Law enforcement officers set up checkpoints to fight drunk driving.
Law enforcement officers set up checkpoints to fight drunk driving.

The U.S. Supreme Court has determined that DUI checkpoints, also called "sobriety roadblocks," are legal and minimally invasive. Of course, for a motorist who is late for a meeting or eager to get home, the inconvenience is subjective. Fortunately, there are ways to find out if there are DUI checkpoints in your area so that you can avoid them.

Watch the news every morning and evening for announcements of DUI checkpoints. Law enforcement agencies are required to disclose the location of sobriety roadblocks before the event, so news stations will often report them for your convenience.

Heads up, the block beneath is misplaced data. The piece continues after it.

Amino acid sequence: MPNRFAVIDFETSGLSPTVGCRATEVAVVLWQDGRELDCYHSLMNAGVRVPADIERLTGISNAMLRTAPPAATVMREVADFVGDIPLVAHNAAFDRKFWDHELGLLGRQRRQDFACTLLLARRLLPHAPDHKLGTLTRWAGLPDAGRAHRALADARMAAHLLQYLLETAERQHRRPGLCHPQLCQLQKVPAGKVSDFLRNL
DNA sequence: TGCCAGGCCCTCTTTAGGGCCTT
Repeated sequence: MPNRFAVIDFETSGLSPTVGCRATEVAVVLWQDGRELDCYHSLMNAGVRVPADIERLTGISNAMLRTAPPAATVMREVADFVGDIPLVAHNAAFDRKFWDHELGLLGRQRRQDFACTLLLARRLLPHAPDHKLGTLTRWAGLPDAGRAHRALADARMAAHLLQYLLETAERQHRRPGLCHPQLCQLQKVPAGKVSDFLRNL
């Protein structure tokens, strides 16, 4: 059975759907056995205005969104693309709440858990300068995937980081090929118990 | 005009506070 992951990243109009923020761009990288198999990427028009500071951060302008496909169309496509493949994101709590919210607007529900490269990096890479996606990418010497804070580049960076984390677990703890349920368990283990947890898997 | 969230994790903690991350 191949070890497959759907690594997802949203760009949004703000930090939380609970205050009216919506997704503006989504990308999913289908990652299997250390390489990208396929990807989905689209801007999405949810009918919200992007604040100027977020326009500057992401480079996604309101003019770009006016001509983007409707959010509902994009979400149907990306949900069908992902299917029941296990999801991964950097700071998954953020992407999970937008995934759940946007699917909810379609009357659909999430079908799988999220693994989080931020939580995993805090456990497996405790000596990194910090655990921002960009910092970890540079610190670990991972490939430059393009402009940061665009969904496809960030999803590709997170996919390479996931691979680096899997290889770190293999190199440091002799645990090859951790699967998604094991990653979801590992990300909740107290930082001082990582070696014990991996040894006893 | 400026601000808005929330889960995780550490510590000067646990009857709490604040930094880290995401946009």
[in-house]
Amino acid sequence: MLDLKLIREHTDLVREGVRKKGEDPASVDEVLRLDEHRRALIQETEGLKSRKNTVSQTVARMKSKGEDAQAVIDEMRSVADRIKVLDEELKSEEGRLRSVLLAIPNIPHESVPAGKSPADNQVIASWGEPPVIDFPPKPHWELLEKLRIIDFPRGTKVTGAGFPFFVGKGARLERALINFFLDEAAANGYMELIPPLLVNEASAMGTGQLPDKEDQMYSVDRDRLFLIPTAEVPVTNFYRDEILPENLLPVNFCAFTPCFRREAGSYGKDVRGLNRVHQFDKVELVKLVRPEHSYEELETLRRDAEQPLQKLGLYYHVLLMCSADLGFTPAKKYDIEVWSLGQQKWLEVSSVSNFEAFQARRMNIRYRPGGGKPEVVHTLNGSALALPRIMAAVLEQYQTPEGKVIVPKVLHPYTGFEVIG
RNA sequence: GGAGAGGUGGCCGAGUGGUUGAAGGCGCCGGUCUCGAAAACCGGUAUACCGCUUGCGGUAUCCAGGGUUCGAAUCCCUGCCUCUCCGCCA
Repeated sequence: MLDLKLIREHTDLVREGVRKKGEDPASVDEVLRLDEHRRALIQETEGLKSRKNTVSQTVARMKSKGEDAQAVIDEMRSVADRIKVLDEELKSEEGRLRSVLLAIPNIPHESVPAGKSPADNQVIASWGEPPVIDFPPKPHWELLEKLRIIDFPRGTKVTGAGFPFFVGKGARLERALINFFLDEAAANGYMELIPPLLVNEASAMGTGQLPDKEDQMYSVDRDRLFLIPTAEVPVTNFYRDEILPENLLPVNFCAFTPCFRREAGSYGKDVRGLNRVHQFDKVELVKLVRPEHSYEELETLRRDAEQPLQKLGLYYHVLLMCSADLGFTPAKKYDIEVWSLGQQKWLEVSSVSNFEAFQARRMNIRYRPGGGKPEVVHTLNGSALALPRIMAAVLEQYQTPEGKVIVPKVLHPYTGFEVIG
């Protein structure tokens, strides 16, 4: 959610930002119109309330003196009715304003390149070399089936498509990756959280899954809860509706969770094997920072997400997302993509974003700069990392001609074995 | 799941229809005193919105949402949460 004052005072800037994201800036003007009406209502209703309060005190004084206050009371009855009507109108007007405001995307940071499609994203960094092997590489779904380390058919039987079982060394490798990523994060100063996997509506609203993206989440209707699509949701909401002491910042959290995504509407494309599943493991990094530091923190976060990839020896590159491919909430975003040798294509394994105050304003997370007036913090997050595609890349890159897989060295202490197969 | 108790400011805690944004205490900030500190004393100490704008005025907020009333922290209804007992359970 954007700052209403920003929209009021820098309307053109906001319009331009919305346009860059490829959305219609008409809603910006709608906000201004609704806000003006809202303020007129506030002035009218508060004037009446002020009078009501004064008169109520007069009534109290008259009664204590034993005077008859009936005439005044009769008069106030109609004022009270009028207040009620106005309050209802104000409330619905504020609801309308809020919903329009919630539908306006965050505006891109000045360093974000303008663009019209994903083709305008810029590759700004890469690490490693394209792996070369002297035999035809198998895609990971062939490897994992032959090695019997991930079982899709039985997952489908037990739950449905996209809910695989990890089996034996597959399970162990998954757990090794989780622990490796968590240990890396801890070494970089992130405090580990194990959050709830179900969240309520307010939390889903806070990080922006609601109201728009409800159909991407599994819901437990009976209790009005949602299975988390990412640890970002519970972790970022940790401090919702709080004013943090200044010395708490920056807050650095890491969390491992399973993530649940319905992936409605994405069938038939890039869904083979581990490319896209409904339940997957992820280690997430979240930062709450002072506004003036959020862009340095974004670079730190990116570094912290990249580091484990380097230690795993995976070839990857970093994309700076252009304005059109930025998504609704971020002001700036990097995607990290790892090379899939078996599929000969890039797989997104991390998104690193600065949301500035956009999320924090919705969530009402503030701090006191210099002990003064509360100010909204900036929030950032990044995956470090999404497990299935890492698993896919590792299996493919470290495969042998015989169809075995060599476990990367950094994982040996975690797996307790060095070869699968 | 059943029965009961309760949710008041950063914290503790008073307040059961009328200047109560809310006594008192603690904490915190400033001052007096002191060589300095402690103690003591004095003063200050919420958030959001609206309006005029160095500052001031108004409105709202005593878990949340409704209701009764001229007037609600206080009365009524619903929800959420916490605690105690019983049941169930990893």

Read the daily newspaper for your city or town. There might be a section in the local section dedicated to DUI checkpoints, or they could be in another section altogether. You can also look for them under alternative names, such as "DWI Checkpoints" or "DWI Roadblocks."

Visit websites that are dedicated to informing the public about DUI checkpoints, such as the Road Block Registry (see Resources). These websites will give you notice of sobriety roadblocks, including the intersection at which they will be conducted, the date and the time.

Call your local law enforcement agency to find out when upcoming DUI checkpoints are scheduled. They may or may not release this information, and they may have no plans for sobriety roadblocks, but it doesn't hurt to ask.

Look for lots of flashing police car lights when you are driving between 9 p.m. and 2 a.m. These are the hours during which officers are most likely to set up DUI checkpoints because the bars are open and most people are not at work.